delta wave

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  • noun

Synonyms for delta wave

the normal brainwave in the encephalogram of a person in deep dreamless sleep

References in periodicals archive ?
Alpha wave activity is seen simultaneously with delta wave activity.
The decrease in delta waves observed while teens sleep could be caused by a reduction in the size of groups of brain cells that "talk" to one another.
Individuals with WPW syndrome in whom the delta waves disappear with increases in the heart rate are considered at lower risk of SCD.
Stage Description Duration W Wakefulness ~16 hours N1 Somnolence; "drowsy," easily awakened 1-5% N2 Asleep -50% N3 Slow Wave Sleep ~7% (SWS) Transition to deep sleep N4 Slow Wave Sleep ~20-25% (SWS) Deep sleep REM1-4 Rapid Eye Movement ~20-25% Stage EEG Brainwave pattern Events and abnormalities W Alpha waves Daytime consciousness N1 Theta waves Hypnogogic twitches, hallucinations N2 Slower waves, sleep spindles, K-complexes Unconsciousness N3 <50% delta waves Melatonin peak, (SWS) night terrors, parasomnias N4 >50% delta waves Minimum core temperature, (SWS) rebounds after deprivation REM1-4 Rapid low-voltage EEG Dreaming, low muscle tone, rebounds after deprivation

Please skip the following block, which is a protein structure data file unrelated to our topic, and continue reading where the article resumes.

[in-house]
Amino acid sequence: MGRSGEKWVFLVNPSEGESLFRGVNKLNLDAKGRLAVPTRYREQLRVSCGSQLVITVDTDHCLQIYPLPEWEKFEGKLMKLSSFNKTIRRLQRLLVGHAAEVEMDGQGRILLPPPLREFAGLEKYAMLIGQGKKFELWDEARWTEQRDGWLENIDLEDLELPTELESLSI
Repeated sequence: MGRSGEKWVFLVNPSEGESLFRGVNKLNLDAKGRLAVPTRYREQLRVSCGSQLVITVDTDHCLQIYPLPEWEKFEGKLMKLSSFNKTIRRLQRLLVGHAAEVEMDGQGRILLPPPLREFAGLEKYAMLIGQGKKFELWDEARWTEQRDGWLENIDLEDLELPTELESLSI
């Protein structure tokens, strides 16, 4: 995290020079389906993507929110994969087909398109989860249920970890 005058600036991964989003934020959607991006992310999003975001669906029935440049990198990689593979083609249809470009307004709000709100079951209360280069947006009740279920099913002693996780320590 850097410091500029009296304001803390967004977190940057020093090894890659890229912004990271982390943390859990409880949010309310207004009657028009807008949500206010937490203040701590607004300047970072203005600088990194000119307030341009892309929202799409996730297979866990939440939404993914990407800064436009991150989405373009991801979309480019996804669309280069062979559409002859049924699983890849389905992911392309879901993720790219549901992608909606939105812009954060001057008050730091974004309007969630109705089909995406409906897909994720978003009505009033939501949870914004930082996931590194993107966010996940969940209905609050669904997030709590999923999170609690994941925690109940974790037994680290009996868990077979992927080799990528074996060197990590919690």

Electrical brain activity during the concentration stress test was significantly increased for both theta and delta waves in the Neuravena group, researchers noted.
The researchers calculated the power ratio of alpha waves to theta waves (A/T); the ratio of alpha waves to delta waves (A/D); and the ratio of alpha waves to the sum of theta and delta waves (A/T+D).
The brain begins to produce delta waves, a type of wave that is large (high amplitude) and slow (low frequency).
Electroencephalograph (EEG) demonstrated intermittent irregular slow delta waves in the right frontal and left temporal regions but no biphasic or triphasic waves.
The increased slow-wave activity consists of alpha, theta and delta waves (Schuman, 1980).
Melatonin, delta waves, and cooling caps sidestep what Naiman calls the most common sleep-wrecker: 21st-century hyperarousal.
She goes on to explain how a high number of delta waves in our brains can make behaving strangely just a coping mechanism for focusing.